Kate's new enhanced eBook available on the iBookstore

Kate's first installment of The Birth on the iBookstore.

Are you wondering what I mean by 'Transmedia Fiction' ? This video might answer your question.

And for something COMPLETELY different...

Transmedia Fiction Project by Kate:
  • THE BIRTH: Transmedia Fiction by Kate Lynch.
Kate Lynch is the writer and creator of the transmedia fiction project called The Birth (copyright Kate Lynch LLC 2013) .  Kate has been working on this project for many years, and is looking forward to you checking out her work as an enhanced eBook full of text, original songs, films, and extra bits.  
To read an excerpt please click here.
Please look for The Birth: Section One, Justin at the iBookstore on your iPad. 


Excerpt from The Birth: Section Two, Amalia, by Kate Lynch

Amalia. Prevorst. 1805-1815 

...i noticed while visiting them as a girl of eight or nine, the perfect veneer they had applied to our eyes was beginning to crack and I saw how sick the whole home in Loewenstein really was. Our Uncles were wrongish in their actions and I think their very natures, and it seemed to me, overly concerned with Frederike. Not a sort of loving care, but more pre-occupied irritation. There were times of silence in that home that were so loud I had to take myself into the garden to find noise and peace. These people were miserable sorts. There were things going on that I did not even actually see or understand but that I felt in my bones to be bad. My village back in Prevorst was poor and Granny Wanner simple, but I began to realize that contrary to common sense, misery does not exclude the wealthy from its grip.

Granny Wanner had given me vials of ‘this and that’ to bring to Loewenstein on my visits. The ‘this and that’ was aimed to calm Frederike’s unusual temperament and to slow and dampen the sight. On each of my few visits over the years, Frederike refused the vials and emptied their contents into the window box. Grandmother Schmidgall had made her promise todisavow Granny Wanner’s "devilish and outdated ways."

At night when we lay down to sleep, I imagined the content of the vials slowing spreading through the dirt in the window box. I could see the strange flowers that were born of Granny Wanners care and attention meant for Frederike. Blossoms too large and too lovely, heavy pinks and downey blues. Flowers with mouths that speak words so soft I could almost hear their whispering through the haze of early slumber.

When visiting the Schmidgalls grandmother and grandfather expressed no respect for Granny Wanner who was more like a mother to me than my own mother. Grandmother Schmidgall mentioned to me more than once in reference to Granny Wanner, “That woman sends shivers down my spine.” She warned me to keep my distance. I didn’t bother to tell Grandmother Schmidgall that any sort of distance would be impossible because I LIVED with Granny Wanner more often than not. I spent more time with Granny than any one else. At the very moment of any conversation with Grandmother Schmidgall I wore a charm pouch filled with anise seeds around my neck and a sprig of lorbeer in my pocket meant to provide me strength over sin and also meant to ward off evil. By just giving them to me, Granny Wanner was showing me her distrust of these people and was also trying to warn me of the strange pull and glamour surrounding the Schmidgalls.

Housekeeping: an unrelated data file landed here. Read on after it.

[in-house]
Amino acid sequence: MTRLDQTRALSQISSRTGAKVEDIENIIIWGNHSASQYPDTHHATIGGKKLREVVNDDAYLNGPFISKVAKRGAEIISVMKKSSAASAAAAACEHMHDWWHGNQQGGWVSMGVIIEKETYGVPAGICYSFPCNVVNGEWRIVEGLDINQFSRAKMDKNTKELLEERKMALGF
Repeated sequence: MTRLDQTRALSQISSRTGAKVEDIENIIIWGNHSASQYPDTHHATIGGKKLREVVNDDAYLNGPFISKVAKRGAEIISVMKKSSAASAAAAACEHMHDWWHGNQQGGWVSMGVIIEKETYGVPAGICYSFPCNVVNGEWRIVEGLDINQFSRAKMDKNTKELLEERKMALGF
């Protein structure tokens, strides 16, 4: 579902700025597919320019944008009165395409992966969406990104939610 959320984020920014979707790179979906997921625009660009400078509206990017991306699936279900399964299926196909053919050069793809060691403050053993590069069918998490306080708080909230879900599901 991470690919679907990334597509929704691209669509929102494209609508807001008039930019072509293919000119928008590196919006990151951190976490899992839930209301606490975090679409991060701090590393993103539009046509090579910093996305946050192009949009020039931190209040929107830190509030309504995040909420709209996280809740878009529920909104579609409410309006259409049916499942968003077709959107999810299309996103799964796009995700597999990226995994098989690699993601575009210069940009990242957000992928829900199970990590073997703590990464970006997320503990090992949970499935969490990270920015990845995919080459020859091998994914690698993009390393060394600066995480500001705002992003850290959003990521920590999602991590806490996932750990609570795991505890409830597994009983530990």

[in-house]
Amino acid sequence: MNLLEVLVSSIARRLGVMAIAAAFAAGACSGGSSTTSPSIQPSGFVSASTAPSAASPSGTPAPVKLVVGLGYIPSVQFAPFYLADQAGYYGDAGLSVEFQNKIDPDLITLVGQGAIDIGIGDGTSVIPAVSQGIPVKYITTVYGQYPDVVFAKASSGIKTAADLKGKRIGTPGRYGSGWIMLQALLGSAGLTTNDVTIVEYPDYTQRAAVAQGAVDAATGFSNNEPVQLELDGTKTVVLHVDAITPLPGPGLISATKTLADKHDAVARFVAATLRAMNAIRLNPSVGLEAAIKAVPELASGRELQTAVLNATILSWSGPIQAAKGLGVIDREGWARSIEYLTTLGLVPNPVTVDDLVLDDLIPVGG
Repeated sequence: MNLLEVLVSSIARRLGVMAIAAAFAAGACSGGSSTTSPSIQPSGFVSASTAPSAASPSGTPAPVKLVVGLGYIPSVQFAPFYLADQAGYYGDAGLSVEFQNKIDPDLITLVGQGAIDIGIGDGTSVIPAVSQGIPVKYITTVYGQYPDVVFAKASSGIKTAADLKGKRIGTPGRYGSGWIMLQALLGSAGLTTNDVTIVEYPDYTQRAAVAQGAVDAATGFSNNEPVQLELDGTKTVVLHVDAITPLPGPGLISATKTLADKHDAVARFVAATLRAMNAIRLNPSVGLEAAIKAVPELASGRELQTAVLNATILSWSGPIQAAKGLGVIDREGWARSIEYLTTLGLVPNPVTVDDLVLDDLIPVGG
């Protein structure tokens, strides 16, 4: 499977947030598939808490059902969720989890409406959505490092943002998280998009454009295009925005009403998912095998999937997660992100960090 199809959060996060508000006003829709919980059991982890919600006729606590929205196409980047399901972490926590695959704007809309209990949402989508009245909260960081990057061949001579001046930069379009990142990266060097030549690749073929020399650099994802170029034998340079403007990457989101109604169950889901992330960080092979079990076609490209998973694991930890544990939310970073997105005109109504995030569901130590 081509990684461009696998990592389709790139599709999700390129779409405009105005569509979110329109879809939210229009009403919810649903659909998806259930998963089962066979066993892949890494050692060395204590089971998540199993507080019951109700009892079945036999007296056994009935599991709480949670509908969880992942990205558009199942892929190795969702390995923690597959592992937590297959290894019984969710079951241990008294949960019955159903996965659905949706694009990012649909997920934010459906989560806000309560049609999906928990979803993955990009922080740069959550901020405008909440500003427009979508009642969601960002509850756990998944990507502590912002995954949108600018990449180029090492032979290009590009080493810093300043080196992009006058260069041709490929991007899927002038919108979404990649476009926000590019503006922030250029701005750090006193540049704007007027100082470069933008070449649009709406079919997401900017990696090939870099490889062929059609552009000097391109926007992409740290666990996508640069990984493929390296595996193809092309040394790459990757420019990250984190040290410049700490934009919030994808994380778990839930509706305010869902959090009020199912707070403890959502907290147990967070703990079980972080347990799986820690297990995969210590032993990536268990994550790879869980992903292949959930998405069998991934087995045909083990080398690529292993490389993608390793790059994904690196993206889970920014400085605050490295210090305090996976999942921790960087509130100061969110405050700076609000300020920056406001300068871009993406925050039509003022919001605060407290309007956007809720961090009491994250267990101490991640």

Whenever I was with either one of my Grandmothers I felt as if I needed to duck from the respective God assaults hurled through me, the messenger. It was always “No good God fearing woman would...” from each of them. Each claimed that there was only one true Christian Lord, but as far as I could tell these two women were definitely not talking about the same God.

“God forbid you should ever leave Prevorst” said one granny and “God forbid you should stay in Prevorst” from the other. I asked them each about their different Gods now and again until around twelve years of age when I finally saw how it vexed them when each responded angrily “There is only one God!” Eventually I dropped the topic completely. But I decided to keep my anise-lorbeer charm on whenever attending church because I started to distrust God in the same way the grandmother’s distrusted each other.

I went to church with Granny Wanner, not each Sunday, but the important ones to be sure. Some Sunday afternoons mother would drop by and scold Granny for keeping me out of church. She would take me “home” in a big to-do huff. On those occasions Granny would calmly pat my hands, tuck a few herbs into my apron, kiss the back of my head and hand me my pillow on my way out her crude little door. It would sometimes be for a while that I had to live in my home with my brothers and my parents until mother would become undone again and I would be shoved out of the house to wander down the path into Granny’s care once more. 

The Birth is a work of transmedia fiction. All of the characters, organizations and events portrayed in this novel (conveyed as plain text, song, film, enhanced eBook, website and/or App) are either products of the author's imagination or are used fictionally.